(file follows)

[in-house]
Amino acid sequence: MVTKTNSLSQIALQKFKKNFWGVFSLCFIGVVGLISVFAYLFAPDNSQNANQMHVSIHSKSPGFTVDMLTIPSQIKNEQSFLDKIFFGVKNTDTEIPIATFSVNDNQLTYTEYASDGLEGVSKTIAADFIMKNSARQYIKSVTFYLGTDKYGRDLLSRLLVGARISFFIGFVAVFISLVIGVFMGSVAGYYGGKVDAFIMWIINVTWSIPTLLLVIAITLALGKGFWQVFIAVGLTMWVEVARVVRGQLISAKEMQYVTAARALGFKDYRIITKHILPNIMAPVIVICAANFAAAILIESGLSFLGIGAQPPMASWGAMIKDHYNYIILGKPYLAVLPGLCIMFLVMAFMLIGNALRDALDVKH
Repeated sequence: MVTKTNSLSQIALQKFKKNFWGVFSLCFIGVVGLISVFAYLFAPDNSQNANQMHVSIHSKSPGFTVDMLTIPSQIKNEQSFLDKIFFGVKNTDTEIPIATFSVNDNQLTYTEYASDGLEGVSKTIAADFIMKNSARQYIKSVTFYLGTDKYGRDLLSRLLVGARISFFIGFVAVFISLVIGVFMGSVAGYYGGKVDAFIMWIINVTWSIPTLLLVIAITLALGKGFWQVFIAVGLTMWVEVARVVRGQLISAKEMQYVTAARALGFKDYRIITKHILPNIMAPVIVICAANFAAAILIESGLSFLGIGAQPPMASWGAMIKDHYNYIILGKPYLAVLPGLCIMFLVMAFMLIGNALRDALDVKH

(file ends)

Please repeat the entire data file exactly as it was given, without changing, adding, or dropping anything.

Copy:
[in-house]
Amino acid sequence: MVTKTNSLSQIALQKFKKNFWGVFSLCFIGVVGLISVFAYLFAPDNSQNANQMHVSIHSKSPGFTVDMLTIPSQIKNEQSFLDKIFFGVKNTDTEIPIATFSVNDNQLTYTEYASDGLEGVSKTIAADFIMKNSARQYIKSVTFYLGTDKYGRDLLSRLLVGARISFFIGFVAVFISLVIGVFMGSVAGYYGGKVDAFIMWIINVTWSIPTLLLVIAITLALGKGFWQVFIAVGLTMWVEVARVVRGQLISAKEMQYVTAARALGFKDYRIITKHILPNIMAPVIVICAANFAAAILIESGLSFLGIGAQPPMASWGAMIKDHYNYIILGKPYLAVLPGLCIMFLVMAFMLIGNALRDALDVKH
Repeated sequence: MVTKTNSLSQIALQKFKKNFWGVFSLCFIGVVGLISVFAYLFAPDNSQNANQMHVSIHSKSPGFTVDMLTIPSQIKNEQSFLDKIFFGVKNTDTEIPIATFSVNDNQLTYTEYASDGLEGVSKTIAADFIMKNSARQYIKSVTFYLGTDKYGRDLLSRLLVGARISFFIGFVAVFISLVIGVFMGSVAGYYGGKVDAFIMWIINVTWSIPTLLLVIAITLALGKGFWQVFIAVGLTMWVEVARVVRGQLISAKEMQYVTAARALGFKDYRIITKHILPNIMAPVIVICAANFAAAILIESGLSFLGIGAQPPMASWGAMIKDHYNYIILGKPYLAVLPGLCIMFLVMAFMLIGNALRDALDVKH